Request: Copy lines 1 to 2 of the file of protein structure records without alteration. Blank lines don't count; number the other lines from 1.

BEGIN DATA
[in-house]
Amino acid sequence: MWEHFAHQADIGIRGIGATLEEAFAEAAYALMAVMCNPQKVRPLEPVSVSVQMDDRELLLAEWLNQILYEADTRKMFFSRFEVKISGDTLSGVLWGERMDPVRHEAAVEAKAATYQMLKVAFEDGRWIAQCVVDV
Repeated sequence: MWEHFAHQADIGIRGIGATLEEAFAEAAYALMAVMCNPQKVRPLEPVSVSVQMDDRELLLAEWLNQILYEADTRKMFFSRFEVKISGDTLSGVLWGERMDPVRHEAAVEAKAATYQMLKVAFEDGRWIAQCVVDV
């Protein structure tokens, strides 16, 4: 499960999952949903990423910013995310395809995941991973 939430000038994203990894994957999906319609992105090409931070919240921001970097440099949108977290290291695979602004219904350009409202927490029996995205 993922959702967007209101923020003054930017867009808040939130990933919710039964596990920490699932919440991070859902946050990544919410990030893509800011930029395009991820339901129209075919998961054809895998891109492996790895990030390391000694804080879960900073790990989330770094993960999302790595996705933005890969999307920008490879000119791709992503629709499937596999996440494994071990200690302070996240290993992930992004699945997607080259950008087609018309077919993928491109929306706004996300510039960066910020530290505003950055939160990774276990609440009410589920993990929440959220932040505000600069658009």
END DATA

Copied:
[in-house]
Amino acid sequence: MWEHFAHQADIGIRGIGATLEEAFAEAAYALMAVMCNPQKVRPLEPVSVSVQMDDRELLLAEWLNQILYEADTRKMFFSRFEVKISGDTLSGVLWGERMDPVRHEAAVEAKAATYQMLKVAFEDGRWIAQCVVDV